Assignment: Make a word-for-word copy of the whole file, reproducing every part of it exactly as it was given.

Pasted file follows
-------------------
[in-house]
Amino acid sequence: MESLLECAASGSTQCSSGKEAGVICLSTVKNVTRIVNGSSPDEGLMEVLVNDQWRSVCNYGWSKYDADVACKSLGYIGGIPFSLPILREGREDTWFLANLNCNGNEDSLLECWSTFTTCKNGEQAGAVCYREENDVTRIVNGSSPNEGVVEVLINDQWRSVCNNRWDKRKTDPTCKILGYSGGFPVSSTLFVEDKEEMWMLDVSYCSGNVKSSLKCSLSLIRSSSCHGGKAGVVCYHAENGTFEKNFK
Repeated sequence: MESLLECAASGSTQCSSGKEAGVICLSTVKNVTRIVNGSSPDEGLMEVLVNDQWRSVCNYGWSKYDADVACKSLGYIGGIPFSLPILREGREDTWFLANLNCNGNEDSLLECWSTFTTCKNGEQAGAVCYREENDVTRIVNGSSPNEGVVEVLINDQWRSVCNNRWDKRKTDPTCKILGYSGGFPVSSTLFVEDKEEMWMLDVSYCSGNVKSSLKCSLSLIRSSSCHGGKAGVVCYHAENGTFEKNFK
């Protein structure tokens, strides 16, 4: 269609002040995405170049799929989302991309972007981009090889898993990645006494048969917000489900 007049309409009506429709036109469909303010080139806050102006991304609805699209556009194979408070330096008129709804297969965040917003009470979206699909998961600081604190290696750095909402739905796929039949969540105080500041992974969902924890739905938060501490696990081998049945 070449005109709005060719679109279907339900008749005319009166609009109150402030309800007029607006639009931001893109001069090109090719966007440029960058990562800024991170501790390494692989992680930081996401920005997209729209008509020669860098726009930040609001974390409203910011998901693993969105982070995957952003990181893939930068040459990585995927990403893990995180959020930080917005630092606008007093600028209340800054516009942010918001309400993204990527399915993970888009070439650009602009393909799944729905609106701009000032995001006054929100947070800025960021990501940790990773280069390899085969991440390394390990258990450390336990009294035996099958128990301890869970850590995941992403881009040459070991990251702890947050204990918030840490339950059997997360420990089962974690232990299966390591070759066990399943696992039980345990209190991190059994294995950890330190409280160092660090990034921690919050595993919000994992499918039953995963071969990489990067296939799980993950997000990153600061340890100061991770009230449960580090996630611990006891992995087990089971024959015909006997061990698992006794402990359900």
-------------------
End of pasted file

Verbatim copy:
[in-house]
Amino acid sequence: MESLLECAASGSTQCSSGKEAGVICLSTVKNVTRIVNGSSPDEGLMEVLVNDQWRSVCNYGWSKYDADVACKSLGYIGGIPFSLPILREGREDTWFLANLNCNGNEDSLLECWSTFTTCKNGEQAGAVCYREENDVTRIVNGSSPNEGVVEVLINDQWRSVCNNRWDKRKTDPTCKILGYSGGFPVSSTLFVEDKEEMWMLDVSYCSGNVKSSLKCSLSLIRSSSCHGGKAGVVCYHAENGTFEKNFK
Repeated sequence: MESLLECAASGSTQCSSGKEAGVICLSTVKNVTRIVNGSSPDEGLMEVLVNDQWRSVCNYGWSKYDADVACKSLGYIGGIPFSLPILREGREDTWFLANLNCNGNEDSLLECWSTFTTCKNGEQAGAVCYREENDVTRIVNGSSPNEGVVEVLINDQWRSVCNNRWDKRKTDPTCKILGYSGGFPVSSTLFVEDKEEMWMLDVSYCSGNVKSSLKCSLSLIRSSSCHGGKAGVVCYHAENGTFEKNFK
């Protein structure tokens, strides 16, 4: 269609002040995405170049799929989302991309972007981009090889898993990645006494048969917000489900 007049309409009506429709036109469909303010080139806050102006991304609805699209556009194979408070330096008129709804297969965040917003009470979206699909998961600081604190290696750095909402739905796929039949969540105080500041992974969902924890739905938060501490696990081998049945 070449005109709005060719679109279907339900008749005319009166609009109150402030309800007029607006639009931001893109001069090109090719966007440029960058990562800024991170501790390494692989992680930081996401920005997209729209008509020669860098726009930040609001974390409203910011998901693993969105982070995957952003990181893939930068040459990585995927990403893990995180959020930080917005630092606008007093600028209340800054516009942010918001309400993204990527399915993970888009070439650009602009393909799944729905609106701009000032995001006054929100947070800025960021990501940790990773280069390899085969991440390394390990258990450390336990009294035996099958128990301890869970850590995941992403881009040459070991990251702890947050204990918030840490339950059997997360420990089962974690232990299966390591070759066990399943696992039980345990209190991190059994294995950890330190409280160092660090990034921690919050595993919000994992499918039953995963071969990489990067296939799980993950997000990153600061340890100061991770009230449960580090996630611990006891992995087990089971024959015909006997061990698992006794402990359900």